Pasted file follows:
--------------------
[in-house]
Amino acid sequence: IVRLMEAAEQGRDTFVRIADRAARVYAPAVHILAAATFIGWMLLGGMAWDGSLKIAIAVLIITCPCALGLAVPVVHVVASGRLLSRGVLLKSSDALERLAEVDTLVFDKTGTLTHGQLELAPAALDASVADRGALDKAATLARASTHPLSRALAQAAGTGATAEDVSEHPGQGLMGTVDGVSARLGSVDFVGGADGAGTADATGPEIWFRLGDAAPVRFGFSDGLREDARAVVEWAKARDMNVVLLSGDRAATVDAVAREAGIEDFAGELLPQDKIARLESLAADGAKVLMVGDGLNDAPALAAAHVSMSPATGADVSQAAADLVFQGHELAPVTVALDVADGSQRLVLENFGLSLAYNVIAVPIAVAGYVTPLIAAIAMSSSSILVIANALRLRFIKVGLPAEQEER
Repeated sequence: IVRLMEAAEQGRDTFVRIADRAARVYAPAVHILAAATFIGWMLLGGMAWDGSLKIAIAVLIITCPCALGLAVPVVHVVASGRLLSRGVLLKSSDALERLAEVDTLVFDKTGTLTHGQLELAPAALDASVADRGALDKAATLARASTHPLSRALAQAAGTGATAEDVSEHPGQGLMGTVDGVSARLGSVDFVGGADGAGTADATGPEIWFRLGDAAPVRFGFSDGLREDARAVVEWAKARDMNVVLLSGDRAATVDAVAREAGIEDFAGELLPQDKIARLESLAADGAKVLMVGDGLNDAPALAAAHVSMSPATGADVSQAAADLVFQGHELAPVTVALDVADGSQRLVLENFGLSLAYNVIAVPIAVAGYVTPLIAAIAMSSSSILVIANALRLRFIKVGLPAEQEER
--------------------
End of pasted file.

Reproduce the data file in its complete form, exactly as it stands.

[in-house]
Amino acid sequence: IVRLMEAAEQGRDTFVRIADRAARVYAPAVHILAAATFIGWMLLGGMAWDGSLKIAIAVLIITCPCALGLAVPVVHVVASGRLLSRGVLLKSSDALERLAEVDTLVFDKTGTLTHGQLELAPAALDASVADRGALDKAATLARASTHPLSRALAQAAGTGATAEDVSEHPGQGLMGTVDGVSARLGSVDFVGGADGAGTADATGPEIWFRLGDAAPVRFGFSDGLREDARAVVEWAKARDMNVVLLSGDRAATVDAVAREAGIEDFAGELLPQDKIARLESLAADGAKVLMVGDGLNDAPALAAAHVSMSPATGADVSQAAADLVFQGHELAPVTVALDVADGSQRLVLENFGLSLAYNVIAVPIAVAGYVTPLIAAIAMSSSSILVIANALRLRFIKVGLPAEQEER
Repeated sequence: IVRLMEAAEQGRDTFVRIADRAARVYAPAVHILAAATFIGWMLLGGMAWDGSLKIAIAVLIITCPCALGLAVPVVHVVASGRLLSRGVLLKSSDALERLAEVDTLVFDKTGTLTHGQLELAPAALDASVADRGALDKAATLARASTHPLSRALAQAAGTGATAEDVSEHPGQGLMGTVDGVSARLGSVDFVGGADGAGTADATGPEIWFRLGDAAPVRFGFSDGLREDARAVVEWAKARDMNVVLLSGDRAATVDAVAREAGIEDFAGELLPQDKIARLESLAADGAKVLMVGDGLNDAPALAAAHVSMSPATGADVSQAAADLVFQGHELAPVTVALDVADGSQRLVLENFGLSLAYNVIAVPIAVAGYVTPLIAAIAMSSSSILVIANALRLRFIKVGLPAEQEER